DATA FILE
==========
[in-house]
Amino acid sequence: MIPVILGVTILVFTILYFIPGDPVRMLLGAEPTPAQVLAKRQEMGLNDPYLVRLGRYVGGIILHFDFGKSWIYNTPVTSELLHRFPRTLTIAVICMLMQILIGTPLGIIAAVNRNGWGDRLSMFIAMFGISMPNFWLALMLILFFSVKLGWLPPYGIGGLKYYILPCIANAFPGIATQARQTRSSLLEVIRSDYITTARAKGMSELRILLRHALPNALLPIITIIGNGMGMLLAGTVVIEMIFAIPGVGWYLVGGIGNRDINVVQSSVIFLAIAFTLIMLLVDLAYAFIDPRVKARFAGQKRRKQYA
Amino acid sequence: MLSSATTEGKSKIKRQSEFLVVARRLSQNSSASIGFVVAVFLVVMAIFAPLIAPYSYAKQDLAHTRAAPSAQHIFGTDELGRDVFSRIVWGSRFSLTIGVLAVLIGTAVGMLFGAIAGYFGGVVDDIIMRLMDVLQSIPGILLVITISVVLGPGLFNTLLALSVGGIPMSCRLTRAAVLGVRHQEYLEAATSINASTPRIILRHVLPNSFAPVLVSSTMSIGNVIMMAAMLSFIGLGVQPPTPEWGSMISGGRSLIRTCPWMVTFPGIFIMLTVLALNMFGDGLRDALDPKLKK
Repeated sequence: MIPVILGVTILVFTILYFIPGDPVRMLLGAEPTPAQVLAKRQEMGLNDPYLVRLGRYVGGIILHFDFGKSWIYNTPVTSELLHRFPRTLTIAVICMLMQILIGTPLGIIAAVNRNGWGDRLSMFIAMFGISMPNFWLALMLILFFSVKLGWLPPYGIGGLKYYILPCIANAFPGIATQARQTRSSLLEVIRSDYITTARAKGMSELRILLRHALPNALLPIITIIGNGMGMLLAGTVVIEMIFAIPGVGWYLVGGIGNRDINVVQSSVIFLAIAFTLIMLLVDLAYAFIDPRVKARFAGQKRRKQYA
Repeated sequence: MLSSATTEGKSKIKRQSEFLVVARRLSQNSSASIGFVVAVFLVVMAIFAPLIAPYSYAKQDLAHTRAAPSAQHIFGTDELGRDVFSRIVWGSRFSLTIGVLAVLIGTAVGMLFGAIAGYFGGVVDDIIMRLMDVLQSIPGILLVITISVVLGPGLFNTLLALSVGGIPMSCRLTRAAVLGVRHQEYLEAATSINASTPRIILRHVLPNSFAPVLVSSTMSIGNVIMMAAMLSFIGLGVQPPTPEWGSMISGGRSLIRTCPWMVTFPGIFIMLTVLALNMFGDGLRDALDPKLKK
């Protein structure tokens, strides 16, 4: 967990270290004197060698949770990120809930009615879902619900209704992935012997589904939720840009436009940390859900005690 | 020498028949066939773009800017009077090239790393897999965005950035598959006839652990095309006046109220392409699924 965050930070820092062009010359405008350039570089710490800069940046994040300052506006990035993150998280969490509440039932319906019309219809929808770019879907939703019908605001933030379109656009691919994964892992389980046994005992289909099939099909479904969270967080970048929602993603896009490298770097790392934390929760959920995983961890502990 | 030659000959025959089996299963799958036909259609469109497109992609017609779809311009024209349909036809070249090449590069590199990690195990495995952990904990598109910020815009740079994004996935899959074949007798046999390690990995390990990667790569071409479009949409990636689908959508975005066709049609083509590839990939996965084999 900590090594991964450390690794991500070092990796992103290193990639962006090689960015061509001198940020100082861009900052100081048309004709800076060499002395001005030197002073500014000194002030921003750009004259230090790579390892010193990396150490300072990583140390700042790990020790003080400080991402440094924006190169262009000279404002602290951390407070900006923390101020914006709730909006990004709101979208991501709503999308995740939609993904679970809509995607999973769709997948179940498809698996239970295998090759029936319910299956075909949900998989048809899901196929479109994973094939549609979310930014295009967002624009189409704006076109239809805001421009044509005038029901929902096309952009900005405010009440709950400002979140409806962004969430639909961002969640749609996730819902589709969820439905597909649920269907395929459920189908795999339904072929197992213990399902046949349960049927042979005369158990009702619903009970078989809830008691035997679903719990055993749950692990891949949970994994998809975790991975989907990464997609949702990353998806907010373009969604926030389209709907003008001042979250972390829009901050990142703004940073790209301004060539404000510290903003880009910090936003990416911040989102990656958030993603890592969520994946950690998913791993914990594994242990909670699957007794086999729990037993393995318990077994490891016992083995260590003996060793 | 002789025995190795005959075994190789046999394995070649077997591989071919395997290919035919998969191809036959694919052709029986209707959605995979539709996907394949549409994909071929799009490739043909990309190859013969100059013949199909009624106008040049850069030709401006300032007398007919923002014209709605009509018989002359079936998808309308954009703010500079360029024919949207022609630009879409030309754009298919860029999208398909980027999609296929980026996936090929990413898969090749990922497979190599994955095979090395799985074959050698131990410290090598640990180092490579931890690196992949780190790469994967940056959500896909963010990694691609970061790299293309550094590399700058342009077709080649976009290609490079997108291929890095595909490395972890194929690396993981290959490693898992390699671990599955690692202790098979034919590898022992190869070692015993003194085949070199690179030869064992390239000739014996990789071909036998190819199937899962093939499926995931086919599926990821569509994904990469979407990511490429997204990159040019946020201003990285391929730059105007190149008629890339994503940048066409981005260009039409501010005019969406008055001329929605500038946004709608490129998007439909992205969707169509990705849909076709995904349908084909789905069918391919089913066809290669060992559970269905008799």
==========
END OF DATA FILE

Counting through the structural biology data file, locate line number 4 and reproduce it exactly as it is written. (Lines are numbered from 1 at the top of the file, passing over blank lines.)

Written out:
Repeated sequence: MIPVILGVTILVFTILYFIPGDPVRMLLGAEPTPAQVLAKRQEMGLNDPYLVRLGRYVGGIILHFDFGKSWIYNTPVTSELLHRFPRTLTIAVICMLMQILIGTPLGIIAAVNRNGWGDRLSMFIAMFGISMPNFWLALMLILFFSVKLGWLPPYGIGGLKYYILPCIANAFPGIATQARQTRSSLLEVIRSDYITTARAKGMSELRILLRHALPNALLPIITIIGNGMGMLLAGTVVIEMIFAIPGVGWYLVGGIGNRDINVVQSSVIFLAIAFTLIMLLVDLAYAFIDPRVKARFAGQKRRKQYA